Using Simultaneous Equations and the Arrhenius Equation

The relationship between the activation energy for a reaction, Ea, temperature and the rate constant is shown by the Arrhenius equation:

(A derivation of this equation pops up in ACER Practice Test 1, Questions 49-51)

The Arrhenius Equation looks pretty nasty…after all it has a FRACTION raised to the power…with base “e”…eeeee indeed!

Also, dragons:

map-axis-with-catalyst

Image source: Chemorphesis

 

But we must remember that the rules for manipulation of NATURAL LOGS (ln) are the SAME as LOGS to the BASE 10.

If you need to refresh these rules, please see my previous post “Logs in less than 5 minutes” which has a great video explanation of the rules. The resources section of the cbsquared Chemistry for GAMSAT online course also contains some practice drills for using logs, and also manipulating scientific notation which may be helpful.)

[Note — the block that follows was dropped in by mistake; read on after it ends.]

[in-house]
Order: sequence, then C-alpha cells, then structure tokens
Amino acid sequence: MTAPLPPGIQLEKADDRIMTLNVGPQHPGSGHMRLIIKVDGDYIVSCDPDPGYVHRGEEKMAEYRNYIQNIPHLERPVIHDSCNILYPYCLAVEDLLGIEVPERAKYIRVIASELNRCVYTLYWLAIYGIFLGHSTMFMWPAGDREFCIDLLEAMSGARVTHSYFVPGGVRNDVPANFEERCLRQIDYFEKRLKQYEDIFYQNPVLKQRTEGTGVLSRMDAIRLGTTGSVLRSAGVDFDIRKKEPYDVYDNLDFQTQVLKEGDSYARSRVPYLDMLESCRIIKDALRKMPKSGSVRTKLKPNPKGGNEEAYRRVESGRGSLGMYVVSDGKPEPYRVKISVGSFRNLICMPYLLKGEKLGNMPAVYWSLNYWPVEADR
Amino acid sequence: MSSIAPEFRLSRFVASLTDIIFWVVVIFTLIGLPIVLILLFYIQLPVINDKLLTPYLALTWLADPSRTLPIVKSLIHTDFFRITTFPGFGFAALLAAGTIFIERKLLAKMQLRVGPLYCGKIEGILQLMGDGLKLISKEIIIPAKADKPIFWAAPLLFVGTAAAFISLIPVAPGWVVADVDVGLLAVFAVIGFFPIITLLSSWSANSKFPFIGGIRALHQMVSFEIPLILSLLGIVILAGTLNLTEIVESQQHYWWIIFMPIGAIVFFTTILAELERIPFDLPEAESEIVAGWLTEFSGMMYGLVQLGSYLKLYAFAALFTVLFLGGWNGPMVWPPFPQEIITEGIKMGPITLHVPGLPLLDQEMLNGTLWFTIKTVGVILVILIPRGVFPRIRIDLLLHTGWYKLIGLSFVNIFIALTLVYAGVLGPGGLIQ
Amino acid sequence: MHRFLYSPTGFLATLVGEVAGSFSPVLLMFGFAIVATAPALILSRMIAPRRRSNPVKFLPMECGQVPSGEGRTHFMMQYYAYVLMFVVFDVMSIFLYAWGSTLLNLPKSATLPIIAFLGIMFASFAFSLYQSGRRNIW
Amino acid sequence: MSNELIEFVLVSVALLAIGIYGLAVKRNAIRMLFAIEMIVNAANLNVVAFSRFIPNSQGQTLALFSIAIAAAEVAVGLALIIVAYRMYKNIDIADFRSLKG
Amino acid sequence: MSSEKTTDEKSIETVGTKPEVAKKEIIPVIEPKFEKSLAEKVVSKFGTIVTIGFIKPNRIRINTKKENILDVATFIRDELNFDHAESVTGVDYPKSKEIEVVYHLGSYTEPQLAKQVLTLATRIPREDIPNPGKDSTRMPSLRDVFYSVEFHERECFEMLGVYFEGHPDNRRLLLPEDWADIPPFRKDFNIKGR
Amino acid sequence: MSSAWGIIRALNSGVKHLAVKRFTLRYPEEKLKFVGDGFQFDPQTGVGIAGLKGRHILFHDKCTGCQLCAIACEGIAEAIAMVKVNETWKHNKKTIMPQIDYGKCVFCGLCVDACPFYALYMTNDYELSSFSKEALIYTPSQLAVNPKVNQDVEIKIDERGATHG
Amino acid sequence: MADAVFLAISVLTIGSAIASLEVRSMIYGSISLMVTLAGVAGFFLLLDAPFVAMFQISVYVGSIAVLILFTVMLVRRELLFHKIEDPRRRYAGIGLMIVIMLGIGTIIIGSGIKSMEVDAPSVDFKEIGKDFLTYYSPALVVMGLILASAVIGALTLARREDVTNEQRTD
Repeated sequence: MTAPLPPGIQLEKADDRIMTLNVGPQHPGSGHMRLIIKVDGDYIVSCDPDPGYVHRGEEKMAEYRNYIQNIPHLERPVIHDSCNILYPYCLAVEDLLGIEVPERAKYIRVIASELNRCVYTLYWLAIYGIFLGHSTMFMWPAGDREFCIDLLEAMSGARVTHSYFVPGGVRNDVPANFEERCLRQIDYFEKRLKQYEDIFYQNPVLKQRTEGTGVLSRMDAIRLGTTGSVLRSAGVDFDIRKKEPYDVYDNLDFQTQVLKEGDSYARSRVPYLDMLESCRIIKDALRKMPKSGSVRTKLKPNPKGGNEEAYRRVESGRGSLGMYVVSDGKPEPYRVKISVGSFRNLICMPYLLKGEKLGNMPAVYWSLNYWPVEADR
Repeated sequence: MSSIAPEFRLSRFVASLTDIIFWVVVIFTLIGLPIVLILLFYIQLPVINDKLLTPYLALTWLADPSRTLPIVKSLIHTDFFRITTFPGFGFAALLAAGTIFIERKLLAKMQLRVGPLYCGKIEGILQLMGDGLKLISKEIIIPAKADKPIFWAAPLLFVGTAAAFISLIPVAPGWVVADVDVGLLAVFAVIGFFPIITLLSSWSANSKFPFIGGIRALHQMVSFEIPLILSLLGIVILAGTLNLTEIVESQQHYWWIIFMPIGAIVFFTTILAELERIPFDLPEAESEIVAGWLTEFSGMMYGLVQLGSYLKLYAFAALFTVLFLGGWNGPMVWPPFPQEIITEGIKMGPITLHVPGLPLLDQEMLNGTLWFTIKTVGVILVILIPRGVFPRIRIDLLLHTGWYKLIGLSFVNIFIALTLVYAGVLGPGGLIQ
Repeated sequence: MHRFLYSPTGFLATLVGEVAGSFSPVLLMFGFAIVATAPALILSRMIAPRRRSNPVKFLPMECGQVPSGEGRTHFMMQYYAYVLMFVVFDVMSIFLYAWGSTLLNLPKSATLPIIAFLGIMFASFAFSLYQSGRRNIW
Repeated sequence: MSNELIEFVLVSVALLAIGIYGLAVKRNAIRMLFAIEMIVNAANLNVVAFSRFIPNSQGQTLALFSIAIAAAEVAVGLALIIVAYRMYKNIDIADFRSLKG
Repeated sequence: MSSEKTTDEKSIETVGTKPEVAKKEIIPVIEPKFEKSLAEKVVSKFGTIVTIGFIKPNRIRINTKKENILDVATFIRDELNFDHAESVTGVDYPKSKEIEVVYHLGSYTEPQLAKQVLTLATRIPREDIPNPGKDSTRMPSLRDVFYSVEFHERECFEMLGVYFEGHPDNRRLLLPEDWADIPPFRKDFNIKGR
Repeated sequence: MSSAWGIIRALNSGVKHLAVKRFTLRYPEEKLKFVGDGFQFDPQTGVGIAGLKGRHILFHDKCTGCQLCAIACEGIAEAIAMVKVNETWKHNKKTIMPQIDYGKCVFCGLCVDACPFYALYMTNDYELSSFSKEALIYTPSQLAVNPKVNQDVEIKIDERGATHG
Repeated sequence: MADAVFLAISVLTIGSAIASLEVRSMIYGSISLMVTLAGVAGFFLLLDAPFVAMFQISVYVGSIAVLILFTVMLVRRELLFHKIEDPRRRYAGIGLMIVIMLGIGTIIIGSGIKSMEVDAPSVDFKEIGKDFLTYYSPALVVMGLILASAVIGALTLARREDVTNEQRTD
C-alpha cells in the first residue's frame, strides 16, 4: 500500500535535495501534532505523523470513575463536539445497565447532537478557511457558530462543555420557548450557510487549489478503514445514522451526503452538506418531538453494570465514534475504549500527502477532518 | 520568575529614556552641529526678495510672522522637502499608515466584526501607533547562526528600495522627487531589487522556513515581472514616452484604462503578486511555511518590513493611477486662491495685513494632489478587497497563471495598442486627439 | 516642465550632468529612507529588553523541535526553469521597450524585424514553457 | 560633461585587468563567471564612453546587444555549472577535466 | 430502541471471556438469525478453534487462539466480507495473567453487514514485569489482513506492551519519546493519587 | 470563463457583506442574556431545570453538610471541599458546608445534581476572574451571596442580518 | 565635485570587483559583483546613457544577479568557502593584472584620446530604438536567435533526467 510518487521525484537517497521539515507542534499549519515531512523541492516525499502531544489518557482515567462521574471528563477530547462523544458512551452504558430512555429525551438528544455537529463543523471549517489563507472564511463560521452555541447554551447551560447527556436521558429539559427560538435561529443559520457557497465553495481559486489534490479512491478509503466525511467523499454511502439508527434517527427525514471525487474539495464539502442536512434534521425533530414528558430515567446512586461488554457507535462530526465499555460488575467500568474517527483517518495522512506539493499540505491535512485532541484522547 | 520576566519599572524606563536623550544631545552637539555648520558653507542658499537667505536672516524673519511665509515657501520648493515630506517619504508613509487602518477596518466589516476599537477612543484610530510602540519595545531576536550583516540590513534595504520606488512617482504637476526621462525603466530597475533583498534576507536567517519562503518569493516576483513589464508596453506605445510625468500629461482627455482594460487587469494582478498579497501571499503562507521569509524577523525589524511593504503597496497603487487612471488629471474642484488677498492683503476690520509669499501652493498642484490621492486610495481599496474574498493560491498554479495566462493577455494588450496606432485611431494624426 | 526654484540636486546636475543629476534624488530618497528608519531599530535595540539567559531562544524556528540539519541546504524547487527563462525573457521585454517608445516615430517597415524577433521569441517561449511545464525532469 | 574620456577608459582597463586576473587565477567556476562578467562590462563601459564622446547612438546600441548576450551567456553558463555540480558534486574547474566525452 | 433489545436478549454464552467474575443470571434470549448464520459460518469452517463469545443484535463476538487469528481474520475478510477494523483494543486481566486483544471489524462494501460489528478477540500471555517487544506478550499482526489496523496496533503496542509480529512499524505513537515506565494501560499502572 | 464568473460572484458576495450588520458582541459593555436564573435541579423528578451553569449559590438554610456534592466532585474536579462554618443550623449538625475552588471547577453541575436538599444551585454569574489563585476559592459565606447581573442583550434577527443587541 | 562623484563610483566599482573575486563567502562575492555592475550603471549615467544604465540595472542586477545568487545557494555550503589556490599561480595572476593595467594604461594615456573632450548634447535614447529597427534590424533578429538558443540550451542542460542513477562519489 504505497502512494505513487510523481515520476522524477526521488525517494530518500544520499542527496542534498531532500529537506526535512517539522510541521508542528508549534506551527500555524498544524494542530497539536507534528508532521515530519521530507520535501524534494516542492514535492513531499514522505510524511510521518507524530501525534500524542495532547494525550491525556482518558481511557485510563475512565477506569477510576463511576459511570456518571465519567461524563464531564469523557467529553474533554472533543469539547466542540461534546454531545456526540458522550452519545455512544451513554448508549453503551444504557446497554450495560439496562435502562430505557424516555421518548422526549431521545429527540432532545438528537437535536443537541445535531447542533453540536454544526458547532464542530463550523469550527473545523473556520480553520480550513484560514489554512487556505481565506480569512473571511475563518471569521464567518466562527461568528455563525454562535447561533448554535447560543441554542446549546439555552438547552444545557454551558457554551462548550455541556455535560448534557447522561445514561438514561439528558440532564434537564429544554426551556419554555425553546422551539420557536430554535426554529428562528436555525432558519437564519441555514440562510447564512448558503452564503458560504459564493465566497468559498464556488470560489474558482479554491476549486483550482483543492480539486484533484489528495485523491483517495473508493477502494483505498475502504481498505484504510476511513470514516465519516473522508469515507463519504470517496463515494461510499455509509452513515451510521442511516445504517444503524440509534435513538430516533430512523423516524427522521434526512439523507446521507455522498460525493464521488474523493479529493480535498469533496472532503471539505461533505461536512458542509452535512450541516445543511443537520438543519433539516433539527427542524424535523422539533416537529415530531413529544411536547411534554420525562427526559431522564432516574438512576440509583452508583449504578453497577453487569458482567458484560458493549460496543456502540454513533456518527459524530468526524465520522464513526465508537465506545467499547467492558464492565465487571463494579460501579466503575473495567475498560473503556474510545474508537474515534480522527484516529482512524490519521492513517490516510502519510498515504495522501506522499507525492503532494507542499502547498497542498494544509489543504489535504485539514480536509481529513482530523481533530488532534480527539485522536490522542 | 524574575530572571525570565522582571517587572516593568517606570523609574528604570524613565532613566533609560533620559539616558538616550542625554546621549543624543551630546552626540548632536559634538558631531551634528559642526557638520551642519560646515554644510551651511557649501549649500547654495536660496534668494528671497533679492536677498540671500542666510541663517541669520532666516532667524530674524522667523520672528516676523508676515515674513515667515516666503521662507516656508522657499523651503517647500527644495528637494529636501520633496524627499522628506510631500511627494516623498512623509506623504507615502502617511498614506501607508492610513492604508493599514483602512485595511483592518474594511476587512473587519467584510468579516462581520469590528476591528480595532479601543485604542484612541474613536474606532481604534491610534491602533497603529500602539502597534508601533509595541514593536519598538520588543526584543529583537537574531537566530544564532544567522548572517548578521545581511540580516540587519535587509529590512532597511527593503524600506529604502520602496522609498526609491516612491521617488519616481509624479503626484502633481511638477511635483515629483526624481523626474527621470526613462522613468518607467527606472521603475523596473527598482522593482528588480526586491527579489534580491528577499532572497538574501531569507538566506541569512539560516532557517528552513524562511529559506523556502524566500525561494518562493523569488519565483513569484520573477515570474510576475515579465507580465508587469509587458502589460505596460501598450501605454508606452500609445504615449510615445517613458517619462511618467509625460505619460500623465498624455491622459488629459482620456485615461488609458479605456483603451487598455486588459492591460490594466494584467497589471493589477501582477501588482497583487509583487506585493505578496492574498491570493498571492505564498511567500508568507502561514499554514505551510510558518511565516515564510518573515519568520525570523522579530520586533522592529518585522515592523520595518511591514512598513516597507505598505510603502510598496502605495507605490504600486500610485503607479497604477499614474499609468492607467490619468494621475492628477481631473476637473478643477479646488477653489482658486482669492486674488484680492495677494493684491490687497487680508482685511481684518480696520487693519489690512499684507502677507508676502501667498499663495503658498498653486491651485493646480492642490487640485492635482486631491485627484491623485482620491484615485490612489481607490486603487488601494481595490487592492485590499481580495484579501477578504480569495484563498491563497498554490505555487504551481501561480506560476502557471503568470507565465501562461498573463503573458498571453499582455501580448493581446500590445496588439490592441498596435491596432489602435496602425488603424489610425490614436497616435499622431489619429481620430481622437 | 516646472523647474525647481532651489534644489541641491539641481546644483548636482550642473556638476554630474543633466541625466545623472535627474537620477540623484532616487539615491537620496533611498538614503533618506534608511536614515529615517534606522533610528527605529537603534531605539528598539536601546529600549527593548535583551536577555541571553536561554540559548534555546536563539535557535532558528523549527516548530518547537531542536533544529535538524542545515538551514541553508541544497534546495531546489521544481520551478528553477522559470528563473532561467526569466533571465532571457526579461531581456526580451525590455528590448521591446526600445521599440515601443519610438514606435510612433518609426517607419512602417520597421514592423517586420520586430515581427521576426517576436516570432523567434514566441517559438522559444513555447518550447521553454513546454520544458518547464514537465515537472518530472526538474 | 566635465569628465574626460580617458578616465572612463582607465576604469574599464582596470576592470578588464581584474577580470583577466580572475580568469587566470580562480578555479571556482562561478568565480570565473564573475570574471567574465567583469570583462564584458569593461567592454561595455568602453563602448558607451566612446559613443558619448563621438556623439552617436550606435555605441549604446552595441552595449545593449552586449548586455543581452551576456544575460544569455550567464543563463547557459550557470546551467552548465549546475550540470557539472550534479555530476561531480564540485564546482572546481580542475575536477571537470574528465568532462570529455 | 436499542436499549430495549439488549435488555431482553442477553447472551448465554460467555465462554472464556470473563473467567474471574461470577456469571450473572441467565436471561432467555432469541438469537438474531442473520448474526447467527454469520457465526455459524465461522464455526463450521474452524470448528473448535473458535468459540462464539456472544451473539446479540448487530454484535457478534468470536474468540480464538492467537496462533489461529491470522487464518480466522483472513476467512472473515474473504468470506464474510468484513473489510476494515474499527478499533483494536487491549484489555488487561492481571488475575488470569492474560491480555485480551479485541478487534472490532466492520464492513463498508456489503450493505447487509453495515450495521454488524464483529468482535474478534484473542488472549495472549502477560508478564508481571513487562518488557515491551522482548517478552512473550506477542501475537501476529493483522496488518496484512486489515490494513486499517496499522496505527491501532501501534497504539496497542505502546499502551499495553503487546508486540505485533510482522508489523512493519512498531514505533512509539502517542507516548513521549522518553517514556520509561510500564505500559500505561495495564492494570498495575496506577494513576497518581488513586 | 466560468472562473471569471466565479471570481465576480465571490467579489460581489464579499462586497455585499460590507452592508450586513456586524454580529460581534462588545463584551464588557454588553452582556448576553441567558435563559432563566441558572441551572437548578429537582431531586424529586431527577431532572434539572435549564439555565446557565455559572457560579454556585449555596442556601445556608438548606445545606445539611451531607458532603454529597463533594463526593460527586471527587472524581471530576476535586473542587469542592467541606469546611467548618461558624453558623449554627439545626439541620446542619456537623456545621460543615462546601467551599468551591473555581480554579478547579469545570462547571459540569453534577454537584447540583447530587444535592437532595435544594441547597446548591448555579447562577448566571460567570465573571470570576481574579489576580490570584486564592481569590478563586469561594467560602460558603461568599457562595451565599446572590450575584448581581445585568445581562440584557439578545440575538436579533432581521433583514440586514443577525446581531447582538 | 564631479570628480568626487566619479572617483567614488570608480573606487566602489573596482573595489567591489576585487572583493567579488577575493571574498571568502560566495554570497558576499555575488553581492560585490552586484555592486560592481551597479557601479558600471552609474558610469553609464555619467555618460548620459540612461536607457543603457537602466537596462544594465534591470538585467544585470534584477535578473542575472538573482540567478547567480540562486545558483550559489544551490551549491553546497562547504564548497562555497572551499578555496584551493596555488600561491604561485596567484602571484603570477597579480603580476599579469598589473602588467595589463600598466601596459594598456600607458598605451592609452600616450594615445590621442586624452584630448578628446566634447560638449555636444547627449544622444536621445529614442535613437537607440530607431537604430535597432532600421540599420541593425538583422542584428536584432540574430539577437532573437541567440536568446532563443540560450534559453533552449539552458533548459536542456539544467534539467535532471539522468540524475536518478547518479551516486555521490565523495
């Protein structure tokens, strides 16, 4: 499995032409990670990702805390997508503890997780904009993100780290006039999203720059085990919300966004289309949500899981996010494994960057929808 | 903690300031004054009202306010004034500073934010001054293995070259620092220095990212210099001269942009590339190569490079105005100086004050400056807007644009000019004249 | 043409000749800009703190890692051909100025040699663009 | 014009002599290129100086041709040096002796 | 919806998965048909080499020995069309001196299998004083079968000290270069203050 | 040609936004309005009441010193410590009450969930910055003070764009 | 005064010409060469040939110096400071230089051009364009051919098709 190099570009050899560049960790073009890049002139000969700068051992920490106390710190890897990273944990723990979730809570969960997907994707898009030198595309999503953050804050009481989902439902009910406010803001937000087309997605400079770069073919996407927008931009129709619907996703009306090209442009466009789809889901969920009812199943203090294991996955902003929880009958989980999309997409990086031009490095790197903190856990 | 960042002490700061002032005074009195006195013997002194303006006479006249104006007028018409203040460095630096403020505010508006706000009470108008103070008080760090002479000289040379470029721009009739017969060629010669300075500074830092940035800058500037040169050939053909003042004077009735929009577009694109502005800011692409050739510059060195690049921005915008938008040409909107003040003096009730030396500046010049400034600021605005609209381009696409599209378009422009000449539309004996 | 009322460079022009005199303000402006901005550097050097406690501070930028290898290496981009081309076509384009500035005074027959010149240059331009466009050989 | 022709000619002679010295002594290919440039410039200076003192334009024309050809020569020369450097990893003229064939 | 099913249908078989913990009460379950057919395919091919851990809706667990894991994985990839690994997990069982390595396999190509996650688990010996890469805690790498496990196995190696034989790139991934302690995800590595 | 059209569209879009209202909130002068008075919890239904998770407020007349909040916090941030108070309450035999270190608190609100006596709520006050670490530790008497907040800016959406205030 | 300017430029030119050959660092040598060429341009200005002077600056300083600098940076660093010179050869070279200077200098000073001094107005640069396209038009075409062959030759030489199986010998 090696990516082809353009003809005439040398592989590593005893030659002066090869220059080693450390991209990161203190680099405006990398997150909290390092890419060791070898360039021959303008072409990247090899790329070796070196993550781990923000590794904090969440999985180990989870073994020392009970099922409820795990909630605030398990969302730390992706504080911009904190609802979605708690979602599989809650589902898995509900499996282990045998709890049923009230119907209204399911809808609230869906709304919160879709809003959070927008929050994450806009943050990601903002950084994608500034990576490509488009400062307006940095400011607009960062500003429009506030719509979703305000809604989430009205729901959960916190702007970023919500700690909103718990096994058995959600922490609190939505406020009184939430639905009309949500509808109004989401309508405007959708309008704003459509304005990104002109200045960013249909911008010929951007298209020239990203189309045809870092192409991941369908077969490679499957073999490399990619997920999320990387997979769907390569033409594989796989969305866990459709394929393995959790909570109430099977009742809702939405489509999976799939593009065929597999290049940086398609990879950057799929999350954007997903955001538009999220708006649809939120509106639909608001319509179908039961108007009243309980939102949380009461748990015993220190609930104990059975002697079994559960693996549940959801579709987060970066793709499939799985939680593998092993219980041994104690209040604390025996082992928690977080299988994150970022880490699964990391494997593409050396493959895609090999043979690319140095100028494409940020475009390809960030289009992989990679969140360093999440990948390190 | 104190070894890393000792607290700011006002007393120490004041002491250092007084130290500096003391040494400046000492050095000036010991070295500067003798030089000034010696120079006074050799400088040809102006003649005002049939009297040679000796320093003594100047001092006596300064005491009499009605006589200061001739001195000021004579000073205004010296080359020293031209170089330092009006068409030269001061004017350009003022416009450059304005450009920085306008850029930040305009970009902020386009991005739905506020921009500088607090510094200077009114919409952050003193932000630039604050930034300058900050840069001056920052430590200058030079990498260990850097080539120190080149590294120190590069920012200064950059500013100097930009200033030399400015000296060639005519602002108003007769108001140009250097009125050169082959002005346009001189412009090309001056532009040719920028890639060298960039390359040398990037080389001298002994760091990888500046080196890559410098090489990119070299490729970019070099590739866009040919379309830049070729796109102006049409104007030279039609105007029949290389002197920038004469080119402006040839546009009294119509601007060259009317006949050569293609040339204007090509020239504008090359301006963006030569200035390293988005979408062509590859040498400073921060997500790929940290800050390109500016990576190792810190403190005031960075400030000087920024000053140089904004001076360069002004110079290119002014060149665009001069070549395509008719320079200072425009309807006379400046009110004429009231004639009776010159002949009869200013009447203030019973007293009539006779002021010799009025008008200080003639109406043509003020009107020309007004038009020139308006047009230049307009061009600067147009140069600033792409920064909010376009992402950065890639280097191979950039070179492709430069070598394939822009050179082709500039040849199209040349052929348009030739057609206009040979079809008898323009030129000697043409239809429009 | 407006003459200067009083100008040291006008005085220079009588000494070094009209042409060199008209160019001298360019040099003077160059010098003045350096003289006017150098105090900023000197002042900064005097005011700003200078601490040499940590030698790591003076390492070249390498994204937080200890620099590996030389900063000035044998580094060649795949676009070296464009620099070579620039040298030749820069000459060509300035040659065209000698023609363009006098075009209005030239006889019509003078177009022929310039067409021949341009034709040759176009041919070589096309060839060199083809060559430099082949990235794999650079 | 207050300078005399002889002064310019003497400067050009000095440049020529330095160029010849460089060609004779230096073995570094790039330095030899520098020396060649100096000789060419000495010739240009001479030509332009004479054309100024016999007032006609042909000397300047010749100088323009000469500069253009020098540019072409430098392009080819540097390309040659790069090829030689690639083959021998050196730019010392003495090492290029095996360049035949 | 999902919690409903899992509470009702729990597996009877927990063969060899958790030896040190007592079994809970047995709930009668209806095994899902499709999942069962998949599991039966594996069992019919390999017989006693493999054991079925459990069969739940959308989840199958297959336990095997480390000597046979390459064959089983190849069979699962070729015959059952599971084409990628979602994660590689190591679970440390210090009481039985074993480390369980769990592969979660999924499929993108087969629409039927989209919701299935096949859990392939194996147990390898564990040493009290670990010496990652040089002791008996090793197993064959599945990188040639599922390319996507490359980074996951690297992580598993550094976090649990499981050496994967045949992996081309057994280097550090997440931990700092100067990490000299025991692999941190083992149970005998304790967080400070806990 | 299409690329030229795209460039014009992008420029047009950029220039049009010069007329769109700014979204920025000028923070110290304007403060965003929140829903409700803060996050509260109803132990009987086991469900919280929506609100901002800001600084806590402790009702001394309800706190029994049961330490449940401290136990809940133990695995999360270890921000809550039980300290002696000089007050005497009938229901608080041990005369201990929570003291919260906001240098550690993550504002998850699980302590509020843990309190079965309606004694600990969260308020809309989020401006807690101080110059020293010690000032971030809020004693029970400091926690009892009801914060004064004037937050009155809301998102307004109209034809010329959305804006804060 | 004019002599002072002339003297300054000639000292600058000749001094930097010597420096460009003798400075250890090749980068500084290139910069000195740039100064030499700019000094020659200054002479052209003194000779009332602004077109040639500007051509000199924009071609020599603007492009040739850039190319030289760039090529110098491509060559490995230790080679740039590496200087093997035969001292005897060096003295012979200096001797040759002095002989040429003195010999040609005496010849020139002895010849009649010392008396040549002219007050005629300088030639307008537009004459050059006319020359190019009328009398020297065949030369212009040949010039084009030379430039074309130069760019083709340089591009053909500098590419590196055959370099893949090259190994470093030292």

Ok. Now that we have that sorted, we might have the activation energy levels high enough to launch into the next video (don’t worry it’s only a little more than THREE MINUTES!) which demonstrates how we can use simultaneous equations to use the relationship between temperature and rate constant to solve for Ea, Activation Energy.

For a more indepth discussion of the Arrhenius equation and the forms it takes, the Khan Academy also has a really great resource (this link also includes some other kinetics concepts such as rate laws and reaction mechanisms).

Also, for a detailed explanation of the pre-exponential factor, A, check out this chemwiki resource.

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